Creating a Staffing Plan
A staffing plan will depend entirely on how the college plans to deliver services. As the institution determines how to deliver services, it must consider how labor intensive the WFS strategy is and whether it requires skilled services. The planning team will need to clearly define the responsibilities and the availability of qualified people internally or externally. Begin by evaluating current staffing levels, noting any existing positions that could be redeployed or those that will see additional work volume from the implementation of WFS.
A staffing plan will need to include job descriptions for all positions— with details about the essential knowledge, skills and abilities required. There are a number of functional roles that must be covered: intake, data-tracking, counseling or coaching, outreach and management. Depending on the range and intensity of services that will be offered, there may be a need for specialists for specific service delivery. A service such as financial coaching requires a significant time commitment and probably requires dedicated staff, while connecting students with financial resources may require less dedicated staff time.
There are a variety of ways to fill those functional roles, and the college may be able to avoid redeploying existing staff or hiring new staff for some aspects of the work. Students who have received services are often willing to volunteer as student liaisons or peer mentors. Similarly, colleges may use students enrolled in work-study programs to serve in some capacity. If there are graduate schools in the area offering counseling degrees, the college may be able to take on as interns some of their students who need work experience. Consider the expertise of the staff of partner organizations—they may cover some functions that don’t need dedicated staff at the college. Any time a college works with outside staff, attention should be paid to issues of confidentiality.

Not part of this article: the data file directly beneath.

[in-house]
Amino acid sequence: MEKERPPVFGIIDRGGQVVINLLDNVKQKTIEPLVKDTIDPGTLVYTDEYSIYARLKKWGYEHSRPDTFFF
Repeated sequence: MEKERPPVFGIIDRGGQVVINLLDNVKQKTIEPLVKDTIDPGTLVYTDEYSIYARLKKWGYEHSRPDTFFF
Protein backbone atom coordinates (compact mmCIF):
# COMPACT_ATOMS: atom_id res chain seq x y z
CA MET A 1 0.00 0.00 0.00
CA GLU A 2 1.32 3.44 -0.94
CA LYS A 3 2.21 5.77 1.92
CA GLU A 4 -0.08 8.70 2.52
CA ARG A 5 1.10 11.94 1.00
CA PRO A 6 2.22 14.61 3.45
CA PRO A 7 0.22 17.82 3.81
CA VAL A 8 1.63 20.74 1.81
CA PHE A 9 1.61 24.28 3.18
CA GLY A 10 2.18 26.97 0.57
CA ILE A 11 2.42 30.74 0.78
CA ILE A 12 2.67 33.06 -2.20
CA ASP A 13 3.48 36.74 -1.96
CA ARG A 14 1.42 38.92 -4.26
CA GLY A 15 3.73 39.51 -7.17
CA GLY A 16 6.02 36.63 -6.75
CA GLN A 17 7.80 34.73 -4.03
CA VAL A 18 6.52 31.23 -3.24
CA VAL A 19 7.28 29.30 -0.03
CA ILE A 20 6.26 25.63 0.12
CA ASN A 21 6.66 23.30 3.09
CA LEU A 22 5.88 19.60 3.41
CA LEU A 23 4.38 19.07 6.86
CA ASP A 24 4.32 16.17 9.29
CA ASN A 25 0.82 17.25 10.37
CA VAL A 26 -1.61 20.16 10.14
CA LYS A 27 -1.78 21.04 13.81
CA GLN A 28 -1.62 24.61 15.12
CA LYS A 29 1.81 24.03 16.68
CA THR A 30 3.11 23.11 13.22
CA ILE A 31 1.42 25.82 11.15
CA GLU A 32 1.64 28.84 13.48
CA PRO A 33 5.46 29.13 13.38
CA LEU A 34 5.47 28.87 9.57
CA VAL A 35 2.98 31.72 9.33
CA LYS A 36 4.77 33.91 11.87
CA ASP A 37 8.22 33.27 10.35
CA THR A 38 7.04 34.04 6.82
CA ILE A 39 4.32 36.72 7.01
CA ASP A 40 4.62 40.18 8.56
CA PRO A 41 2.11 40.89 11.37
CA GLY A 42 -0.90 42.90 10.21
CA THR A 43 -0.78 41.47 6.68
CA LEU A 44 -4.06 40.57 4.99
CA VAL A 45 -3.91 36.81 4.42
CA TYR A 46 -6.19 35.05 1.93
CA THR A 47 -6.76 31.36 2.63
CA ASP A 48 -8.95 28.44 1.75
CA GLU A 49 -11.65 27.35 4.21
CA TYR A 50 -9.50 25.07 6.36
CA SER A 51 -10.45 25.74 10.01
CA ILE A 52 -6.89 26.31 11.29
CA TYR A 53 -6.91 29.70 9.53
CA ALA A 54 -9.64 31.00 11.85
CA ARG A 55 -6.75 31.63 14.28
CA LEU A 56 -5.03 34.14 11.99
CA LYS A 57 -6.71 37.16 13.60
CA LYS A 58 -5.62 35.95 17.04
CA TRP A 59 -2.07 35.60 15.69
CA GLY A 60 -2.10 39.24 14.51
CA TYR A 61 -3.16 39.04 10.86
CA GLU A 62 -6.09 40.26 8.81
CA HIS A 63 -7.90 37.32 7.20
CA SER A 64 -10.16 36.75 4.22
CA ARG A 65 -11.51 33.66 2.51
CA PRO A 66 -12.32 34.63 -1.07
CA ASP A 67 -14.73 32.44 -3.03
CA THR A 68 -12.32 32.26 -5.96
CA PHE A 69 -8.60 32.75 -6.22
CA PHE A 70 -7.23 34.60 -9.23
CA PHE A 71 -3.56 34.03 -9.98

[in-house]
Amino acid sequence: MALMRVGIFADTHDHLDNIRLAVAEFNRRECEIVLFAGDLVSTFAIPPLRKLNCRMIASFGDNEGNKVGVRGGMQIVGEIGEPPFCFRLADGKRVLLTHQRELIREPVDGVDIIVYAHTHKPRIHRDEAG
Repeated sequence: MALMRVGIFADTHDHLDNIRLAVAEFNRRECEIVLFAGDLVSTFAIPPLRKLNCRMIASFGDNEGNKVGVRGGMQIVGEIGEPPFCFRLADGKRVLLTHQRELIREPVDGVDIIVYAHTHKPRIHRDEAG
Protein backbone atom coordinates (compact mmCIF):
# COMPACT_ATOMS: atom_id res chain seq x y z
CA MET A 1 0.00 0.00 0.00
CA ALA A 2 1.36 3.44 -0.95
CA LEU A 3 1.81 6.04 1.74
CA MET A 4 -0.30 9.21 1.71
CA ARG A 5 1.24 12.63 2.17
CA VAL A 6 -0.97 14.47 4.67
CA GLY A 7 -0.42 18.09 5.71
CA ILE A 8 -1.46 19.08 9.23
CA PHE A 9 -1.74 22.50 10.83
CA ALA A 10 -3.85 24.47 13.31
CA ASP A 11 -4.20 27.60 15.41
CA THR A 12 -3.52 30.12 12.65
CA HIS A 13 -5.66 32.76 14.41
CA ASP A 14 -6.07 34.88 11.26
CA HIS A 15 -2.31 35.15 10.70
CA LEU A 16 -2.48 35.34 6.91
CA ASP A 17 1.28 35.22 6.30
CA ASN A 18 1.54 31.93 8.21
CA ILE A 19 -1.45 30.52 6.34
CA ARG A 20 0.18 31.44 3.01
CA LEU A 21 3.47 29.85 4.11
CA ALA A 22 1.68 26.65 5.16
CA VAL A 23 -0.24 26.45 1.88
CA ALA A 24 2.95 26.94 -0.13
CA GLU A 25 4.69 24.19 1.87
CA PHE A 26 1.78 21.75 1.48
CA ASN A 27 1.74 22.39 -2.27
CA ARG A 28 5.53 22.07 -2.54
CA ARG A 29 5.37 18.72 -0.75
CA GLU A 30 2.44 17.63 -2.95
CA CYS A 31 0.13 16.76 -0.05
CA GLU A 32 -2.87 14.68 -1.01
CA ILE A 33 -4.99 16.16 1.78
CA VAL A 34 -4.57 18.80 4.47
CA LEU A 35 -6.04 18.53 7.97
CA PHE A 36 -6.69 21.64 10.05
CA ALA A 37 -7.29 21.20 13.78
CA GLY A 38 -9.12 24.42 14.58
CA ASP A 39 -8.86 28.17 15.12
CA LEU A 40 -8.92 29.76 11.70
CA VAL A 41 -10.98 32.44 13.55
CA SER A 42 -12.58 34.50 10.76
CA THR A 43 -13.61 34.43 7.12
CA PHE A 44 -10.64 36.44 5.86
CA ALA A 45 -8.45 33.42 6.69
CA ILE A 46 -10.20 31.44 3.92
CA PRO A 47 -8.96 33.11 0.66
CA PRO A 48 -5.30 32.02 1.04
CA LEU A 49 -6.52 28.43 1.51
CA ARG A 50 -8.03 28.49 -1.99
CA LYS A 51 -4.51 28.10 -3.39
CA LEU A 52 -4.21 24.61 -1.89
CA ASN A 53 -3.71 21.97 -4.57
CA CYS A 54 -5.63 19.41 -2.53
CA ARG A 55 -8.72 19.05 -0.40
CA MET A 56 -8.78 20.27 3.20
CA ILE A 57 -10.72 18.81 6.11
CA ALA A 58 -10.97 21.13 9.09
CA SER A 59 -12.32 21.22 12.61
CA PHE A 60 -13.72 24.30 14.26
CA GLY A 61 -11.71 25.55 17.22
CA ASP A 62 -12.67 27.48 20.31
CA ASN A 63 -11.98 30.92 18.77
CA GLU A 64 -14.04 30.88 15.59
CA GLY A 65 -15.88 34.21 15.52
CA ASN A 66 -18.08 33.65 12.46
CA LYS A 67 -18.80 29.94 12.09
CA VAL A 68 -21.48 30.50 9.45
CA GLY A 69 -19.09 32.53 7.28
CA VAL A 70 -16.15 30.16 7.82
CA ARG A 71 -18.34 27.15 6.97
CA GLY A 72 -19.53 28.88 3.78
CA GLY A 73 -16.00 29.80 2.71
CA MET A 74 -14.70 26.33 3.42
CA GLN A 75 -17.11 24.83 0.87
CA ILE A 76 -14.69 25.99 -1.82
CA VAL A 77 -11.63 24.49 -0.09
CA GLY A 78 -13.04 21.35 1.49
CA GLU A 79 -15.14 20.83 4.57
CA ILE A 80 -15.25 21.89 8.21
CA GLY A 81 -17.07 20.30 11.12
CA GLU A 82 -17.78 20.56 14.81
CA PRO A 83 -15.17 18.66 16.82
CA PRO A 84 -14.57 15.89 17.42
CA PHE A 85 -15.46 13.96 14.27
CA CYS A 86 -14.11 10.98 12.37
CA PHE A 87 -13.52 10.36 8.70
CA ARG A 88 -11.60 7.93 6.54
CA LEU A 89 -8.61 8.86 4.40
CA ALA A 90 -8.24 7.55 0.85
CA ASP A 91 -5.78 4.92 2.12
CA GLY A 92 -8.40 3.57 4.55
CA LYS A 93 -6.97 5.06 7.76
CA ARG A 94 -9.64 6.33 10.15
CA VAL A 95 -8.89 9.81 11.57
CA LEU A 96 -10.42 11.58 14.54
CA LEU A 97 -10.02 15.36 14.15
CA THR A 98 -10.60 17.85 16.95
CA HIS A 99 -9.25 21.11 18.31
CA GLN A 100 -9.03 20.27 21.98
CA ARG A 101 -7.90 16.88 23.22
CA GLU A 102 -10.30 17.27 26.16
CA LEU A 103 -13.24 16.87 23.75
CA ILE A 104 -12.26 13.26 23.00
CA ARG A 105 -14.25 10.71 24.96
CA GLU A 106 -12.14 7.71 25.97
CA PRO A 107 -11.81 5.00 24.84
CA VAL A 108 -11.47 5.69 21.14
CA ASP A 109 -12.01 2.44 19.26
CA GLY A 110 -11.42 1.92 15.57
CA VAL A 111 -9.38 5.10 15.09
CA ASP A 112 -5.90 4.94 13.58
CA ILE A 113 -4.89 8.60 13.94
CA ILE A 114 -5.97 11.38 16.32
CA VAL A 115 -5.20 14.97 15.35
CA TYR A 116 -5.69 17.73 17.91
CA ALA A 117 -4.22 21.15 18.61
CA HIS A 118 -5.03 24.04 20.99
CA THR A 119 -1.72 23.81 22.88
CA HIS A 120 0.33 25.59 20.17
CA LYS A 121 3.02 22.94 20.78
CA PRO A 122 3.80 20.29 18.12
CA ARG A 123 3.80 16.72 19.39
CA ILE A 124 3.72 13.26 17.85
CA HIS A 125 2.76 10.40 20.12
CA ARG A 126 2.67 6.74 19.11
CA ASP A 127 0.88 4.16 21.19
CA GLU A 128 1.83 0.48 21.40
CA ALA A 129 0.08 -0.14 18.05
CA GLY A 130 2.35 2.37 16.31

Ongoing Staff Development
While a team responsible for day-to-day implementation of a particular program can make a good start on a staffing plan, there are broader institutional considerations that may require support from the administration. Adding or redeploying positions necessitates discussions about a broader human resources strategy; does the institution have the capacity to recruit, train, retain and sustain the requisite expertise?
Of course, once personnel are hired, the institution should see to their continued development and training. A sustainable, scaled solution requires a professional development program that specifically addresses the needs of the staff, as well as clear processes and sufficient resources to ensure quality delivery and improvement.